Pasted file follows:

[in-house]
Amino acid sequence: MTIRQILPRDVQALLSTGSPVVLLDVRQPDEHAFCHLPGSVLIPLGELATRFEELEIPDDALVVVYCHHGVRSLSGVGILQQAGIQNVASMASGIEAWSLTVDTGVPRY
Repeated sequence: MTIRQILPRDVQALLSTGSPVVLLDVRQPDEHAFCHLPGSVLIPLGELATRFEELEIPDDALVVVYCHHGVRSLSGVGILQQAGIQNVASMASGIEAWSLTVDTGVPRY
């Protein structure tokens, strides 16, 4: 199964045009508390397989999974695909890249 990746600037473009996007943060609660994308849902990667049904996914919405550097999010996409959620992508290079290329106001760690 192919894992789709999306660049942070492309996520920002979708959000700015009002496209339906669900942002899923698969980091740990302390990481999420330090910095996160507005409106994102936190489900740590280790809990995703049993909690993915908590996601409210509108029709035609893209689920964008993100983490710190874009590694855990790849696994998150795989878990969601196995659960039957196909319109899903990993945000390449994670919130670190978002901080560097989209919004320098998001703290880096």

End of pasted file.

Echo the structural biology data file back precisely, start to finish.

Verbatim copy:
[in-house]
Amino acid sequence: MTIRQILPRDVQALLSTGSPVVLLDVRQPDEHAFCHLPGSVLIPLGELATRFEELEIPDDALVVVYCHHGVRSLSGVGILQQAGIQNVASMASGIEAWSLTVDTGVPRY
Repeated sequence: MTIRQILPRDVQALLSTGSPVVLLDVRQPDEHAFCHLPGSVLIPLGELATRFEELEIPDDALVVVYCHHGVRSLSGVGILQQAGIQNVASMASGIEAWSLTVDTGVPRY
């Protein structure tokens, strides 16, 4: 199964045009508390397989999974695909890249 990746600037473009996007943060609660994308849902990667049904996914919405550097999010996409959620992508290079290329106001760690 192919894992789709999306660049942070492309996520920002979708959000700015009002496209339906669900942002899923698969980091740990302390990481999420330090910095996160507005409106994102936190489900740590280790809990995703049993909690993915908590996601409210509108029709035609893209689920964008993100983490710190874009590694855990790849696994998150795989878990969601196995659960039957196909319109899903990993945000390449994670919130670190978002901080560097989209919004320098998001703290880096």